The German government has announced that it will shut all of Germany's nuclear reactors by 2022. The decision was motivated by Japan's nuclear disaster in March at Fukushima. The decision is an about-face for Chancellor Angela Merkel. Only late last year, her government pushed through a plan to extend the life span of the country's 17 reactors, the last having been scheduled to be shut in 2036. But on Monday, the chancellor said the fact that an industrialized, technologically advanced country like Japan is helpless in the face of the disaster has forced her to rethink the issue. Until March just under on-quarter of Germany's electrically was produced by nuclear power. Among the G8 countries, only Italy has abandoned nuclear power. Italians voted against it in a referendum that followed the Chernobyl disaster.


Yemen's air force has bombed the positions of al-Qaeda and Islamist militants who have taken control of the southern coastal city of Zinjibar. Residents also say the army is shelling the city. Several hundred al-Qaeda and Islamist militants took over the Gulf of Aden city a few days ago and have been battling locals and government soldiers who are trying to regain control. President Ali Abdullah Saleh refuses to resign and make way for a national unity government. Mr. Saleh has been in power for 33 years.


The leader of Burma's Democracy Party, Aung San Suu Kyi, says that she is planning a political tour across the country next month. Analysts say the tour is likely to test both her popularity and the limits of her freedom since her release from house arrest six months ago. Miss Suu Kyi has been under house arrest for 14 of the past 21 years. Her National League for Democracy Party won the 1990 elections but the military refused to give up power. Over the years, western nations such as Canada and the United States have imposed sanctions on Burma because of its human rights record and treatment of Miss Suu Kyi.


Police have increased security in Hohhot, the capital of China's vast region of Inner Mongolia. The move comes after nearly a week of protests over the hit-and-run death of a herder. He was killed after being struck by a coal truck. The government arrested two Han Chinese for homicide over the incident, but that failed to stop the anger. Resentment of ethnic majority Han Chinese by ethnic Mongolians goes back decades. Many of China's roughly six million ethnic Mongols complain of political and cultural repression by Beijing and complain that their nomadic, pastoral lifestyle is being eliminated.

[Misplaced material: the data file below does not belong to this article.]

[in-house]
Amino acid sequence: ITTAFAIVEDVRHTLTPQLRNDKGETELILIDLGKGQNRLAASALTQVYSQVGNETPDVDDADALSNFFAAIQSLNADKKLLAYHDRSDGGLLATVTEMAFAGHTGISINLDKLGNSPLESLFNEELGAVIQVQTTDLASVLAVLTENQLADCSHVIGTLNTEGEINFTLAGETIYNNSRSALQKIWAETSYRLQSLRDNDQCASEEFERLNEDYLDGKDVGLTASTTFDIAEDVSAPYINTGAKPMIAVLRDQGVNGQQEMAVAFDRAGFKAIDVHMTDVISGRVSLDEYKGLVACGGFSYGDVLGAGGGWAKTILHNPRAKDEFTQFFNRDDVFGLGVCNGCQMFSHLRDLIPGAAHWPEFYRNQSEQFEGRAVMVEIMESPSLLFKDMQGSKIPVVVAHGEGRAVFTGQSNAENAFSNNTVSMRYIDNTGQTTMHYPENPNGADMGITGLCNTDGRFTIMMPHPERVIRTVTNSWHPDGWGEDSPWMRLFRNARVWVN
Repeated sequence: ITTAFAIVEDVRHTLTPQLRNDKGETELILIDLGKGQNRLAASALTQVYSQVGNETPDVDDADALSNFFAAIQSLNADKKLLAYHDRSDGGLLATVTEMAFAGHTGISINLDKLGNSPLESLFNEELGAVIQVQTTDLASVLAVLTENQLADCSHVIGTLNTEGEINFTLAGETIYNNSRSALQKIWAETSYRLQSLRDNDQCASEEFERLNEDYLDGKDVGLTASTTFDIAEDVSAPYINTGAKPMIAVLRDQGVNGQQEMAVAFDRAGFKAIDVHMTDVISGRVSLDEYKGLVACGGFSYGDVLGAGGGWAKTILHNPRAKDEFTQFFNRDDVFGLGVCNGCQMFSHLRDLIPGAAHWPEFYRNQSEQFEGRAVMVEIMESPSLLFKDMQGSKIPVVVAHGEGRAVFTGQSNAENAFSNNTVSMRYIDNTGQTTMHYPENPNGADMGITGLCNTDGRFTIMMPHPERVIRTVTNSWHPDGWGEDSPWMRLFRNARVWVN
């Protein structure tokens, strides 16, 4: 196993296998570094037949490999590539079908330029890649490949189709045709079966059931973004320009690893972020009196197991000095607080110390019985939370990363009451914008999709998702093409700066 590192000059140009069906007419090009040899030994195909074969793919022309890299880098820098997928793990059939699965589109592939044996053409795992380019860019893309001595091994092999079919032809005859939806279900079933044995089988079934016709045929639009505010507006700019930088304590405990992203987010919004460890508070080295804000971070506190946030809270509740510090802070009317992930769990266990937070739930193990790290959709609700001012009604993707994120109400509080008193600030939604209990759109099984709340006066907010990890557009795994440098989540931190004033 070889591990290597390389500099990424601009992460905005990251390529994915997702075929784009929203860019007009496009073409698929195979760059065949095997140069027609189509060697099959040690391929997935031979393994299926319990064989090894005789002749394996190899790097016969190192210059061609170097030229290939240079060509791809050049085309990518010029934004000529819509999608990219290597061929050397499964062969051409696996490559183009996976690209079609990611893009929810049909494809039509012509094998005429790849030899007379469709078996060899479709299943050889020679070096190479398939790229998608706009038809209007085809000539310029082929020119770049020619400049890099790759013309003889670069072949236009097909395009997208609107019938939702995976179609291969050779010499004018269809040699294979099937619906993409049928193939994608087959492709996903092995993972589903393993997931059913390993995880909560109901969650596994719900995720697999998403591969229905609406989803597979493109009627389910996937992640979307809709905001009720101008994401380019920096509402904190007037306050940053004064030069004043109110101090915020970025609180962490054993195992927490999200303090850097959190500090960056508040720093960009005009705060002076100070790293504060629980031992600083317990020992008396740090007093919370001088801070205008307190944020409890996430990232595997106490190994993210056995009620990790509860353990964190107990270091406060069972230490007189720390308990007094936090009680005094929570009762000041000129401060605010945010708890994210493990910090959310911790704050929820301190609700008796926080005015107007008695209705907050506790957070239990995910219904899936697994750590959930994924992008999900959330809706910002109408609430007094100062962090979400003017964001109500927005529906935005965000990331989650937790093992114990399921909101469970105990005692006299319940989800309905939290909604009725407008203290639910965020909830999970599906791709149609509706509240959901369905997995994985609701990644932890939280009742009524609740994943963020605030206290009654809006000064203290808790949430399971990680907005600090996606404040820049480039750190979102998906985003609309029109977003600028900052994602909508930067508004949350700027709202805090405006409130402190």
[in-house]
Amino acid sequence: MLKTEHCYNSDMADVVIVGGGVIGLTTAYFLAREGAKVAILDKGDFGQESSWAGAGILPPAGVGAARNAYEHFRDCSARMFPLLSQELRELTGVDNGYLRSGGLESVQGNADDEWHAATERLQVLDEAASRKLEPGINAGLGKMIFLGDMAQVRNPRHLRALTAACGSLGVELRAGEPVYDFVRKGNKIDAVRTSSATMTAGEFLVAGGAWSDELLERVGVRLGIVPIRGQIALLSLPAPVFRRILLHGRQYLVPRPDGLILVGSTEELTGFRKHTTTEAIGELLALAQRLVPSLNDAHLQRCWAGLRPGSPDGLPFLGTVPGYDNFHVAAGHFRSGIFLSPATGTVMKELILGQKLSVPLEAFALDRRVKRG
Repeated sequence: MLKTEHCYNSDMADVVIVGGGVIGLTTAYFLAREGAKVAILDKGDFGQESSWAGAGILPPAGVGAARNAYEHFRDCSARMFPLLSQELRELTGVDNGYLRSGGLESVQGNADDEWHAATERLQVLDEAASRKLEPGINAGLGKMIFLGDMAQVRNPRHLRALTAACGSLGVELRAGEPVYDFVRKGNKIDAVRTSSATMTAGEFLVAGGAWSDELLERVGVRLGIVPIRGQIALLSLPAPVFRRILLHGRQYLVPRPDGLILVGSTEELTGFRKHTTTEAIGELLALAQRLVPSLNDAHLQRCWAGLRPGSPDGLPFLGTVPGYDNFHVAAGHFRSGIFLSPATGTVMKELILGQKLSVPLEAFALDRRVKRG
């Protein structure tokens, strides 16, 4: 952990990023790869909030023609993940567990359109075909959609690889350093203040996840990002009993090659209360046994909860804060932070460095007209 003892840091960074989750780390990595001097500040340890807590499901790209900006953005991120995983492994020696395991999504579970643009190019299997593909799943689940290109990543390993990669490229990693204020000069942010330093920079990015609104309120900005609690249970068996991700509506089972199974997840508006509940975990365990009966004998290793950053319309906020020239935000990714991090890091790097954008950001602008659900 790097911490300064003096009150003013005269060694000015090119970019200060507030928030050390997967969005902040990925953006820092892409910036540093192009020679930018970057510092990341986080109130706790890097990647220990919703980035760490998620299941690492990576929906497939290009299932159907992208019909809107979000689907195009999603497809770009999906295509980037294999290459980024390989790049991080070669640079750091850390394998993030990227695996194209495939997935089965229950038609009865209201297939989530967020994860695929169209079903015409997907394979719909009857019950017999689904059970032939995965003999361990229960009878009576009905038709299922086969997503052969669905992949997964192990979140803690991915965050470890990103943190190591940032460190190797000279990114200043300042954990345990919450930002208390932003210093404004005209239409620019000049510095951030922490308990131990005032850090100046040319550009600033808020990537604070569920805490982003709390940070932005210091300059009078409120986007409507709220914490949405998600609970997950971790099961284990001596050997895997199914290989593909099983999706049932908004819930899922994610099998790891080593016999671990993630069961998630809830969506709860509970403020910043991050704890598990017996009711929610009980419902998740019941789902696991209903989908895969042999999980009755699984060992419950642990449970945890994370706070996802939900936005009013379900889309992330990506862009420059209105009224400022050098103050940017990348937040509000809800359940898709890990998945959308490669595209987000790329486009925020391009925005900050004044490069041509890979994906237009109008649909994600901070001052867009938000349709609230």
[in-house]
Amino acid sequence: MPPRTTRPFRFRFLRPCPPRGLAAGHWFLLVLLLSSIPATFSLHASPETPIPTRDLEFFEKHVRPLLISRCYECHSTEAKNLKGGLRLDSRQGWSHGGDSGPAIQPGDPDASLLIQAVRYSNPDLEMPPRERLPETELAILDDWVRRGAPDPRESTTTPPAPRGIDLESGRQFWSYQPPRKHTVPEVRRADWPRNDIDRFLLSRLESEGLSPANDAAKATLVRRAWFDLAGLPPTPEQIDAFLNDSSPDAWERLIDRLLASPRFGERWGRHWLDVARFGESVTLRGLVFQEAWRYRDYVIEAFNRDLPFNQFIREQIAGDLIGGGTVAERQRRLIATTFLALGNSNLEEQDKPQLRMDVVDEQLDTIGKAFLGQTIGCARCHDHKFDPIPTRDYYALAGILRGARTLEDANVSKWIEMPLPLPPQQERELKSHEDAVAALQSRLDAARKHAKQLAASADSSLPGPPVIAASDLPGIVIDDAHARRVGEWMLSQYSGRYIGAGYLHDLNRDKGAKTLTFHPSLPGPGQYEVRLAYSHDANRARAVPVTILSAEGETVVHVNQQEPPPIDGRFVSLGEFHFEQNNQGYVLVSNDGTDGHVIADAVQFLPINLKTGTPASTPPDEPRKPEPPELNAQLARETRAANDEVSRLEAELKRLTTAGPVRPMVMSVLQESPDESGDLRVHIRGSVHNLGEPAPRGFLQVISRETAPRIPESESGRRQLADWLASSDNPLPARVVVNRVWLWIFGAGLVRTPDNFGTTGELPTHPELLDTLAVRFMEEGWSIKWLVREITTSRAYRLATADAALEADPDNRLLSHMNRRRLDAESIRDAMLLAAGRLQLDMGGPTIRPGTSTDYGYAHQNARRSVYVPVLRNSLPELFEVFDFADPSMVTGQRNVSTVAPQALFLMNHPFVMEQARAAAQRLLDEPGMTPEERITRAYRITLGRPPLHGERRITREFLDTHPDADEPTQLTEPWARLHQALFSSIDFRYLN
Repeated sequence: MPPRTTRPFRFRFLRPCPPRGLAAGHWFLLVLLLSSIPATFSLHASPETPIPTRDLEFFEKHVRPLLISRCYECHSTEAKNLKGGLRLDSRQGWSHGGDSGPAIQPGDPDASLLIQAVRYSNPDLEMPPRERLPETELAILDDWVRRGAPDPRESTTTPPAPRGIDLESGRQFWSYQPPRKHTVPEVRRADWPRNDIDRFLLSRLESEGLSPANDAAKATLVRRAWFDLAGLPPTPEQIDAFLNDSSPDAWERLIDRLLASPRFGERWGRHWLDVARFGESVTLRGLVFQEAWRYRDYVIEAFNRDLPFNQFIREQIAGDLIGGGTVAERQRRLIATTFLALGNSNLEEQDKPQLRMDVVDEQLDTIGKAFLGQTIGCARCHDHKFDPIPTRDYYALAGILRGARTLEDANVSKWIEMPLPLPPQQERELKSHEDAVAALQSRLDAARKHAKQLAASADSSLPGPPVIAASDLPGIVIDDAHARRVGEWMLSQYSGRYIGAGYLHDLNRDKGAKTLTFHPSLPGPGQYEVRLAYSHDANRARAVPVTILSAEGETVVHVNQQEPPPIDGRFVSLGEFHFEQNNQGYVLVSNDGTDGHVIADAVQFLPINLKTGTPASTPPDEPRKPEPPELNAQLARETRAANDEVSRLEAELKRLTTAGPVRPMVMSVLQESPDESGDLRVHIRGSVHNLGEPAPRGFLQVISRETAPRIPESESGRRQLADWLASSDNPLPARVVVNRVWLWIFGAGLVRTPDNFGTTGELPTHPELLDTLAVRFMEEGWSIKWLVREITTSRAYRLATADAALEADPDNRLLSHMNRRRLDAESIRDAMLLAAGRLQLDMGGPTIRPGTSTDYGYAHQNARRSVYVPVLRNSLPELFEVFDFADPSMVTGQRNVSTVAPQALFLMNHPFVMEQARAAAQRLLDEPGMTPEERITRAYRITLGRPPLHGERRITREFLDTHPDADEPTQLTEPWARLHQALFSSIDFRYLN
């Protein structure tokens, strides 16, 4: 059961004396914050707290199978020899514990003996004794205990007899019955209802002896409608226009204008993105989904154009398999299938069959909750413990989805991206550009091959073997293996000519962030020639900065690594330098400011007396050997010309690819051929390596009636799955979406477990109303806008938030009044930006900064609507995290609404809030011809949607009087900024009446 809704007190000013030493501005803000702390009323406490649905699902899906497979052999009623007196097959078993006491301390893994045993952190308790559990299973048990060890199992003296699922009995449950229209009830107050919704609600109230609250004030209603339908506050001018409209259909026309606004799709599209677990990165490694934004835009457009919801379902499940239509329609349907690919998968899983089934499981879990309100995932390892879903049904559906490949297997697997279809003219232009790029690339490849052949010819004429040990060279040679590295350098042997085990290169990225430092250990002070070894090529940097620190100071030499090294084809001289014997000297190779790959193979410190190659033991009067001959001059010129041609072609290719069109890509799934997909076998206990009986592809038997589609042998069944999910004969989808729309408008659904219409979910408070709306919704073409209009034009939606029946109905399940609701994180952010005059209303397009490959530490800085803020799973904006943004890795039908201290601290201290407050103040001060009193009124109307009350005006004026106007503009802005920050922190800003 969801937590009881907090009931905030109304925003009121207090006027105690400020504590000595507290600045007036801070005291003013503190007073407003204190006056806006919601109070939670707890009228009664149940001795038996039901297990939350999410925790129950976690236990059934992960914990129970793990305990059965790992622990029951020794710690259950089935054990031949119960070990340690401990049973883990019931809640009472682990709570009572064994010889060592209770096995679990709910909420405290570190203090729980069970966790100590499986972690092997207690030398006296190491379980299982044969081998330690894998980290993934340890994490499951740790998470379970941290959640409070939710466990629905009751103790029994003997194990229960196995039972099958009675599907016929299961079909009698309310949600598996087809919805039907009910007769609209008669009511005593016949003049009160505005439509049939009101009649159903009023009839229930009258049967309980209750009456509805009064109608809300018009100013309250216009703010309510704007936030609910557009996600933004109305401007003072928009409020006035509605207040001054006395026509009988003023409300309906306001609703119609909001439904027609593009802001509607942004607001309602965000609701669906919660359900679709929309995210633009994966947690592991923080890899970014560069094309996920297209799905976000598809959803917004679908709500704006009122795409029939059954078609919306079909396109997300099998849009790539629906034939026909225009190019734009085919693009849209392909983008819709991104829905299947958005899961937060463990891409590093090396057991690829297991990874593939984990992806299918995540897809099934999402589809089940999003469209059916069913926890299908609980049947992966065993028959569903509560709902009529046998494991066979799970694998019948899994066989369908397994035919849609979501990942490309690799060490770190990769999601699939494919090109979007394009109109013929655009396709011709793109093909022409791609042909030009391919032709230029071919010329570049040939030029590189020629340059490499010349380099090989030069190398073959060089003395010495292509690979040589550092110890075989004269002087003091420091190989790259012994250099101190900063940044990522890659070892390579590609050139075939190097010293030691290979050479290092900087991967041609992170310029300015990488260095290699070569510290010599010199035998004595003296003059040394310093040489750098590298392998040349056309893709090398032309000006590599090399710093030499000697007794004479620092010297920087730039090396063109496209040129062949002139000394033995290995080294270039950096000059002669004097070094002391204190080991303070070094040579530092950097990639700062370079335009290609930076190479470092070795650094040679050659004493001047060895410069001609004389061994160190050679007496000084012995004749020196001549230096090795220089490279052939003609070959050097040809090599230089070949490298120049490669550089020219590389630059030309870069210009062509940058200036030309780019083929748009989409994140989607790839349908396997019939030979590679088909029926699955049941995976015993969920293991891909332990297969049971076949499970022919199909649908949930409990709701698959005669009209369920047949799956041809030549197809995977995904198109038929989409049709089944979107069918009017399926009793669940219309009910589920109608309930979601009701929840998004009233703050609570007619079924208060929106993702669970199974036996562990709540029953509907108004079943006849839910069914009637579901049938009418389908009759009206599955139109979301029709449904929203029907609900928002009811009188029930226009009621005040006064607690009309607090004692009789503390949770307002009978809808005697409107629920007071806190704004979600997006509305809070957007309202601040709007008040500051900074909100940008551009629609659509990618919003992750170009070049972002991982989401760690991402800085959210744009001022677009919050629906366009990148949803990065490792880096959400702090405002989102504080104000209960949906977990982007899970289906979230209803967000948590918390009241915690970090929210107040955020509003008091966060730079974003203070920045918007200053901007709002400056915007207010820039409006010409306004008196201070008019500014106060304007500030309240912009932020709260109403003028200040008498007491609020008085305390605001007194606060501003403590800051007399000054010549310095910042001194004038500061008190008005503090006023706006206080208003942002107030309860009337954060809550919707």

Russia's interior ministry says the prosecutor's office has cleared an investigator of responsibility for the death in jail of a lawyer in 2009. The ministry's Investigative Committee has received a letter from the prosecutor clearing Oleg Silchenko of involvement in any crimes. The development was met with outrage by the family of the late Sergei Magnitsky and his firm, Hermitage Capital. The 37-year-old lawyer died in jail after after being charged with what Hermitage considered fictitious. He was arrested after having claimed to have discovered a scheme through which Russian officials embezzled $200 million in taxes paid by Hermitage.



Canadian electricity firm Fortis Inc. has announced it will buy Vermont's biggest electric utility for US$700 million. The move will give the Newfoundland-based company its first entry into the U.S. regulated power industry. Fortis President and CEO Stan Marshall says the acquisition of Central Vermont Public Service Corp. will provide a foundation for Fortis to start a utility business south of the border. The transaction needs U.S. regulatory and shareholder approval. Fortis owns Newfoundland Power as well as utilities in Ontario, British Columbia, Alberta and Prince Edward Island. The company has operations in three Caribbean countries.


Canadian Finance Minister Jim Flaherty says the federal government may sell the stock it acquired in automaker Chrysler two years ago. The Canadian and Ontario governments acquired a 1.7 per cent stake in Chrysler as part of a bailout package. The government also lent Chrysler $1.7 billion to help the company survive Detroit's worst downturn. Mr. Flaherty joined Chrysler CEO Sergio Marchionne at a ceremony to celebrate the automaker's repayment of the loan. Mr. Marchionne says he and Mr. Flaherty discussed the resale of the stock. Mr. Flaherty says the government will observe how the repayment process proceeds in the U.S. before deciding whether the two Canadian governments will also sell.


Three labour unions representing 23,000 Air Canada employees have taken a joint stand that the preservation of their pension funds is a priority during their ongoing contract negotiations. The Canadian Auto Workers Union, the International Association of Machinists and Aerospace Workers and the Canadian Union of Public Employees say they want the workers' defined benefit pension plans to remain unchanged. Such plans guarantee set payment levels at retirement. The unions say the employer wants to cut pension benefits for existing employees and eliminate defined benefit plans for new ones. Air Canada responded that the deficit in the pension fund stands at $2.1 billion and that such a deficit cannot be sustained.


TSX on Monday: 13,812 + 12. Dollar: US$1.02. Euro: $1.39. Oil: $100.38 - .21.




Tickets for the Stanley Cup final haven't even gone on sale to the general public yet, but seats are already fetching thousands of dollars online. Ticket reselling websites are taking listings from season ticket holders, and they say prices are the highest they've ever seen for a Stanley Cup final, about $1,900 for games in Vancouver, and $1,100 in Boston.


The struggling Vancouver Whitecaps have fired head

coach Teitur Thordarson and goalkeeper coach Mike Salmon.

Tom Soehn, the current director of soccer operations, will take

over as head coach for the test of the season.

The expansion Whitecaps have not won in MLS since opening day

March 19, when they defeated Toronto FC 4-2 and have a 1-5-6




British Columbia on Tuesday: rain, high C18 Vancouver. Yukon: rain. Northwest Territories: sun. Nunavut: cloud. Whitehorse 23, Yellowknife 21, Iqaluit 3. Alberta: sun. Saskatchewan: sun north, rain south. Manitoba: rain. Edmonton 20, Regina 16, Winnipeg 14. Ontario: rain north, sun south. Quebec: mix sun cloud. Toronto 30, Ottawa 31, Montreal 25. Maritimes: sun. Newfoundland and Labrador: rain. Fredericton 22, Halifax 20, Charlottetown 14, St.John's 6.